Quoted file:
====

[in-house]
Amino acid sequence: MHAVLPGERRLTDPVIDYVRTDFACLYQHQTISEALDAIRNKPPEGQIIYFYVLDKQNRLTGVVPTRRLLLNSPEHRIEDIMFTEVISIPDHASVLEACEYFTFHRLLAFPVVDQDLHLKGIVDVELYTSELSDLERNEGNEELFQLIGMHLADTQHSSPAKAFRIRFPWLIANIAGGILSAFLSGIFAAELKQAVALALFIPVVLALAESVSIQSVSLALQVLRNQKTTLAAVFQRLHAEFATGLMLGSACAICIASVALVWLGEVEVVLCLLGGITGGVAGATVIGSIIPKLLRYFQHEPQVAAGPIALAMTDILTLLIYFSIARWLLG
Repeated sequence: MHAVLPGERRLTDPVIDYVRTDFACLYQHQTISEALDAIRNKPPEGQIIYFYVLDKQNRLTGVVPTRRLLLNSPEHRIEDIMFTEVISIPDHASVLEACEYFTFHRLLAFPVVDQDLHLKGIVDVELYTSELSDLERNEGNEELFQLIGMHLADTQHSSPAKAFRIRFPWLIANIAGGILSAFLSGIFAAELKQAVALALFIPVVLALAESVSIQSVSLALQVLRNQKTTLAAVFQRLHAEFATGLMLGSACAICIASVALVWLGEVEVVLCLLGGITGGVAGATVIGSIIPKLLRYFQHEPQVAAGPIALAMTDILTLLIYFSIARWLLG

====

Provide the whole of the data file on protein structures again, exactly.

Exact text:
[in-house]
Amino acid sequence: MHAVLPGERRLTDPVIDYVRTDFACLYQHQTISEALDAIRNKPPEGQIIYFYVLDKQNRLTGVVPTRRLLLNSPEHRIEDIMFTEVISIPDHASVLEACEYFTFHRLLAFPVVDQDLHLKGIVDVELYTSELSDLERNEGNEELFQLIGMHLADTQHSSPAKAFRIRFPWLIANIAGGILSAFLSGIFAAELKQAVALALFIPVVLALAESVSIQSVSLALQVLRNQKTTLAAVFQRLHAEFATGLMLGSACAICIASVALVWLGEVEVVLCLLGGITGGVAGATVIGSIIPKLLRYFQHEPQVAAGPIALAMTDILTLLIYFSIARWLLG
Repeated sequence: MHAVLPGERRLTDPVIDYVRTDFACLYQHQTISEALDAIRNKPPEGQIIYFYVLDKQNRLTGVVPTRRLLLNSPEHRIEDIMFTEVISIPDHASVLEACEYFTFHRLLAFPVVDQDLHLKGIVDVELYTSELSDLERNEGNEELFQLIGMHLADTQHSSPAKAFRIRFPWLIANIAGGILSAFLSGIFAAELKQAVALALFIPVVLALAESVSIQSVSLALQVLRNQKTTLAAVFQRLHAEFATGLMLGSACAICIASVALVWLGEVEVVLCLLGGITGGVAGATVIGSIIPKLLRYFQHEPQVAAGPIALAMTDILTLLIYFSIARWLLG